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Call to stop 'meaningless journalism'

Zahira Kharsany, Sapa-AFP

"Let's stop meaningless journalism." That was the cry from new South African press ombudsman Joe Nong Thloloe at a forum, themed Leading Conversations, held on Tuesday. Thloloe, a former South African Broadcasting Corporation and e.tv news editor-in-chief, was appointed to the position at the launch of the new Press Council of South Africa on Friday August 3.

“Let’s stop meaningless journalism.”

That was the cry from new South African press ombudsman Joe Nong Thloloe at a forum, themed Leading Conversations, held on Tuesday.

The forum provided an opportunity for journalists and editors to interact with thought leaders on topical issues.

Thloloe, a former South African Broadcasting Corporation and e.tv news editor-in-chief and former deputy editor of the Sowetan, was appointed to the position at the launch of the new Press Council of South Africa on Friday August 3.

The council is a newly formed institution that replaces the Press Founding Bodies Committee. The council has a total of 24 members, with 12 coming from the Office of the Press Ombudsman and 12 from the Appeal Panel.

Thloloe described the founding-bodies committee as a clumsy institution, and felt that the new South African Press Council should prove a more efficient body.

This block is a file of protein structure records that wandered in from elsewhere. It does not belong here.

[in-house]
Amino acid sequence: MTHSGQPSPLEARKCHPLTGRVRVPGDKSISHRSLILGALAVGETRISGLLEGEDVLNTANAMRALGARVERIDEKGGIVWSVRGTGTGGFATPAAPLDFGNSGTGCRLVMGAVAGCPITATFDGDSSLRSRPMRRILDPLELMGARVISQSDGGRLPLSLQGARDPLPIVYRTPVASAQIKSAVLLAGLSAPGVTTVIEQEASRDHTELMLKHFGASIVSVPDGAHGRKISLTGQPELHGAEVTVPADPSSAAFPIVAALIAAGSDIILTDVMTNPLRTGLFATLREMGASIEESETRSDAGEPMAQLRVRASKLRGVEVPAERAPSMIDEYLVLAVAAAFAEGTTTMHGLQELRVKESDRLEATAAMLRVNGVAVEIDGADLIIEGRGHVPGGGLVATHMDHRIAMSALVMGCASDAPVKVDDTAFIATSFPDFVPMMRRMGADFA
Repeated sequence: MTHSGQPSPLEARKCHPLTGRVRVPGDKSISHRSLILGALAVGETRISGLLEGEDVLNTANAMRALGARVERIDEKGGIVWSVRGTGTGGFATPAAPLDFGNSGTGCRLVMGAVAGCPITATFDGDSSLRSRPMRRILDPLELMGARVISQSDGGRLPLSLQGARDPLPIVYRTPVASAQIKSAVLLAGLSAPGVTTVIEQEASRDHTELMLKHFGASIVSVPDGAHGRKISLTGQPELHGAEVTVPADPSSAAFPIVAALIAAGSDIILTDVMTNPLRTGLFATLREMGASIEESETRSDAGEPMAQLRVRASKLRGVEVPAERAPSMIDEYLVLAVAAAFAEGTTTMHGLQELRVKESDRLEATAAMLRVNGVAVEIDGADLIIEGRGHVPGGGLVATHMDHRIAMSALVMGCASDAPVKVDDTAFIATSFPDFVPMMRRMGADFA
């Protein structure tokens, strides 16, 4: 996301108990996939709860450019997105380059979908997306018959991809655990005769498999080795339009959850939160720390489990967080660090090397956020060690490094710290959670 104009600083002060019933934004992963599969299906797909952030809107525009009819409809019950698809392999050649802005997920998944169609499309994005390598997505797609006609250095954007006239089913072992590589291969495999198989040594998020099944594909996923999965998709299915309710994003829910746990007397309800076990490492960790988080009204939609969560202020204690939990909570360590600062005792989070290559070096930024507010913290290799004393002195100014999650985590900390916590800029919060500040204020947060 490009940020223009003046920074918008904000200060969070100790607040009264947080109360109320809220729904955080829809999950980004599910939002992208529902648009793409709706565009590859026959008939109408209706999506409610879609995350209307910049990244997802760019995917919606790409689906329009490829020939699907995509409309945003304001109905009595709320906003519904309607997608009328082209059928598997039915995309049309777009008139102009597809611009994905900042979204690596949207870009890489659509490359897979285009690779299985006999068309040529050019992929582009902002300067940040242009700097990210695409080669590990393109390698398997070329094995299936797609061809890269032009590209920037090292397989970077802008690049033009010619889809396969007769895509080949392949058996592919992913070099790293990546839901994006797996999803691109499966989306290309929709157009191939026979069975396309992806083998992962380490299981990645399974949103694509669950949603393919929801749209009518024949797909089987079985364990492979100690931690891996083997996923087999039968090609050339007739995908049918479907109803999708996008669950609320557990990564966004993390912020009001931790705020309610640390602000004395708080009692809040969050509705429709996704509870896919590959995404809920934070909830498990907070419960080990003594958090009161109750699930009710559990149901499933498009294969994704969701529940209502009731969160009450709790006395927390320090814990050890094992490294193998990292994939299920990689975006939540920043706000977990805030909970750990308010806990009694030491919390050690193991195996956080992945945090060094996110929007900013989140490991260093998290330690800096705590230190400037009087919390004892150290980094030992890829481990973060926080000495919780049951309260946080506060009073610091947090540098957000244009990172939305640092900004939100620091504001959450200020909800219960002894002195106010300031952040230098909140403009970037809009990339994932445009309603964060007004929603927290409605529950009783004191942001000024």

The council will “interface” between the public and the press ombudsman and will also interface with the government, “enabling the ombudsman to adjudicate properly”.

“The system provides a chance for the poor to clear their name,” said Thloloe.

He called for “freedom of expression, a free flow of information and to higher the standards of journalism”.

Meanwhile, freedom of expression is not well understood by many South Africans, outgoing press ombudsman Ed Linington said in his final report.

“It has been my experience over 10 years as ombudsman that as a consequence of that restrictive past, freedom of expression is neither well understood nor well received by many South Africans,” said Linington.

There can be no doubt that South Africa will be “well served” by the new press council, Linington said.

For the first time, the ombudsman will be able to call on members of the Appeals Panel, from both press and public sides, to help decide difficult complaints.

This will have the added benefit of speeding up the process by making it less likely that either the newspaper or the complainant would lodge an appeal against a three-person decision, as opposed to a decision by the ombudsman acting alone. Judge Ralph Zulman, retiring from the Supreme Court of Appeal, took over from Judge Edwin King as chairperson of the Appeals Panel.

Thloloe admits that there is a visibility problem and says his first step is to “rebrand the press ombudsman in terms of logo and public awareness and also to ensure that the website becomes more interactive and user-friendly with relevant and recent case studies”.

“The system is to correct the wrong and to clear the names of the injured party. Those wishing punitive compensation should take it to the court.

“Print media must come together to assist and to aim for higher journalistic standards.”

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